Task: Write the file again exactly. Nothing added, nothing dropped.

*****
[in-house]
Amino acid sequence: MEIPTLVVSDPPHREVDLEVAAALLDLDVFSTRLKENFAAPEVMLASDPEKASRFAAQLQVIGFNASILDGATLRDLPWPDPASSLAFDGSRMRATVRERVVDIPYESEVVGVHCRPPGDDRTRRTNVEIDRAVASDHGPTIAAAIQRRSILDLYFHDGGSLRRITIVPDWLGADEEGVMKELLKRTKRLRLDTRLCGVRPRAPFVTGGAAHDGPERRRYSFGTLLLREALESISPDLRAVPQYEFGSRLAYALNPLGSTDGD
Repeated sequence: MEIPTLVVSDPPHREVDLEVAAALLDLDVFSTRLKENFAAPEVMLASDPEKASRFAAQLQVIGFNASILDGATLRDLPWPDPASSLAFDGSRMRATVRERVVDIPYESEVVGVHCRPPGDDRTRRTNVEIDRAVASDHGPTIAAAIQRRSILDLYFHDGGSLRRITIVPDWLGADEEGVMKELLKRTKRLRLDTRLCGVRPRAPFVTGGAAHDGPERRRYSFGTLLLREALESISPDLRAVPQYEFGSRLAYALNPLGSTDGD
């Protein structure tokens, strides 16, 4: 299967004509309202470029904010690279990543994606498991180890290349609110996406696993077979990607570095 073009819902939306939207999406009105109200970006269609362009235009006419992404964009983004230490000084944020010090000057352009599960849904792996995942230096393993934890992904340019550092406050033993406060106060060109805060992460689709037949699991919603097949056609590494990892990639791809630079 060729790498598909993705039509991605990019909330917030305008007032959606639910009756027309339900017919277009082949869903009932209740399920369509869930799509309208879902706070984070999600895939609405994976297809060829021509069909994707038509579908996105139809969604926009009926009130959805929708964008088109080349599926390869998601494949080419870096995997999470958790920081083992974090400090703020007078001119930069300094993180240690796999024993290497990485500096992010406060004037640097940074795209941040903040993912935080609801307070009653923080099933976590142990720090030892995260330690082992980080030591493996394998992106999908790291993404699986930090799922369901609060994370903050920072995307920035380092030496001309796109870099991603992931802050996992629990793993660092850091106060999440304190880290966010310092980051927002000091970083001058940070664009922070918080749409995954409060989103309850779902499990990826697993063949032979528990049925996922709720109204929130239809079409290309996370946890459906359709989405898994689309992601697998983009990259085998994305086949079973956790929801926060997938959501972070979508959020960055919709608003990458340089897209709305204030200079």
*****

[in-house]
Amino acid sequence: MEIPTLVVSDPPHREVDLEVAAALLDLDVFSTRLKENFAAPEVMLASDPEKASRFAAQLQVIGFNASILDGATLRDLPWPDPASSLAFDGSRMRATVRERVVDIPYESEVVGVHCRPPGDDRTRRTNVEIDRAVASDHGPTIAAAIQRRSILDLYFHDGGSLRRITIVPDWLGADEEGVMKELLKRTKRLRLDTRLCGVRPRAPFVTGGAAHDGPERRRYSFGTLLLREALESISPDLRAVPQYEFGSRLAYALNPLGSTDGD
Repeated sequence: MEIPTLVVSDPPHREVDLEVAAALLDLDVFSTRLKENFAAPEVMLASDPEKASRFAAQLQVIGFNASILDGATLRDLPWPDPASSLAFDGSRMRATVRERVVDIPYESEVVGVHCRPPGDDRTRRTNVEIDRAVASDHGPTIAAAIQRRSILDLYFHDGGSLRRITIVPDWLGADEEGVMKELLKRTKRLRLDTRLCGVRPRAPFVTGGAAHDGPERRRYSFGTLLLREALESISPDLRAVPQYEFGSRLAYALNPLGSTDGD
């Protein structure tokens, strides 16, 4: 299967004509309202470029904010690279990543994606498991180890290349609110996406696993077979990607570095 073009819902939306939207999406009105109200970006269609362009235009006419992404964009983004230490000084944020010090000057352009599960849904792996995942230096393993934890992904340019550092406050033993406060106060060109805060992460689709037949699991919603097949056609590494990892990639791809630079 060729790498598909993705039509991605990019909330917030305008007032959606639910009756027309339900017919277009082949869903009932209740399920369509869930799509309208879902706070984070999600895939609405994976297809060829021509069909994707038509579908996105139809969604926009009926009130959805929708964008088109080349599926390869998601494949080419870096995997999470958790920081083992974090400090703020007078001119930069300094993180240690796999024993290497990485500096992010406060004037640097940074795209941040903040993912935080609801307070009653923080099933976590142990720090030892995260330690082992980080030591493996394998992106999908790291993404699986930090799922369901609060994370903050920072995307920035380092030496001309796109870099991603992931802050996992629990793993660092850091106060999440304190880290966010310092980051927002000091970083001058940070664009922070918080749409995954409060989103309850779902499990990826697993063949032979528990049925996922709720109204929130239809079409290309996370946890459906359709989405898994689309992601697998983009990259085998994305086949079973956790929801926060997938959501972070979508959020960055919709608003990458340089897209709305204030200079």